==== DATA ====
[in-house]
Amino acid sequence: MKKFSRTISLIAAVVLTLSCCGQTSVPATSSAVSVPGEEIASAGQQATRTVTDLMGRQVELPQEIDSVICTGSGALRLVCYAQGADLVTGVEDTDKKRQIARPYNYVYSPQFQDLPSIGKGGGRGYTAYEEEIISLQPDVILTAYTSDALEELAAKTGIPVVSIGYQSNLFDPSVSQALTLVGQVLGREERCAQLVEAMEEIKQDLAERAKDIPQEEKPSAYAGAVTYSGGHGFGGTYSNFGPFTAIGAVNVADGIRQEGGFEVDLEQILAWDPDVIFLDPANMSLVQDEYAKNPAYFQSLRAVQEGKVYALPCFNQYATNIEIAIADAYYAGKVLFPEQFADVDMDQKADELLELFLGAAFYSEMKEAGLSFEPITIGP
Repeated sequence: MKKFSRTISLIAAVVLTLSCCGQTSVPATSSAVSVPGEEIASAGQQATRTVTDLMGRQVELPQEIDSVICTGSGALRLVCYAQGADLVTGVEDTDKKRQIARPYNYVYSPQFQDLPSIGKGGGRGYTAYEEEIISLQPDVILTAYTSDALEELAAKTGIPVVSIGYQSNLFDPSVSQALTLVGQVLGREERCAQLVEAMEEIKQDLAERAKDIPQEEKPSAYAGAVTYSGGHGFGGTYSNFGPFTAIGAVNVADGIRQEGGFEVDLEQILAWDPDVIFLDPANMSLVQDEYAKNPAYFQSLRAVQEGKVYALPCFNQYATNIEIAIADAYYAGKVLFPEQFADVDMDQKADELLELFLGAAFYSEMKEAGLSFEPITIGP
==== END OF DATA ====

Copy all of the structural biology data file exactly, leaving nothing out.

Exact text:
[in-house]
Amino acid sequence: MKKFSRTISLIAAVVLTLSCCGQTSVPATSSAVSVPGEEIASAGQQATRTVTDLMGRQVELPQEIDSVICTGSGALRLVCYAQGADLVTGVEDTDKKRQIARPYNYVYSPQFQDLPSIGKGGGRGYTAYEEEIISLQPDVILTAYTSDALEELAAKTGIPVVSIGYQSNLFDPSVSQALTLVGQVLGREERCAQLVEAMEEIKQDLAERAKDIPQEEKPSAYAGAVTYSGGHGFGGTYSNFGPFTAIGAVNVADGIRQEGGFEVDLEQILAWDPDVIFLDPANMSLVQDEYAKNPAYFQSLRAVQEGKVYALPCFNQYATNIEIAIADAYYAGKVLFPEQFADVDMDQKADELLELFLGAAFYSEMKEAGLSFEPITIGP
Repeated sequence: MKKFSRTISLIAAVVLTLSCCGQTSVPATSSAVSVPGEEIASAGQQATRTVTDLMGRQVELPQEIDSVICTGSGALRLVCYAQGADLVTGVEDTDKKRQIARPYNYVYSPQFQDLPSIGKGGGRGYTAYEEEIISLQPDVILTAYTSDALEELAAKTGIPVVSIGYQSNLFDPSVSQALTLVGQVLGREERCAQLVEAMEEIKQDLAERAKDIPQEEKPSAYAGAVTYSGGHGFGGTYSNFGPFTAIGAVNVADGIRQEGGFEVDLEQILAWDPDVIFLDPANMSLVQDEYAKNPAYFQSLRAVQEGKVYALPCFNQYATNIEIAIADAYYAGKVLFPEQFADVDMDQKADELLELFLGAAFYSEMKEAGLSFEPITIGP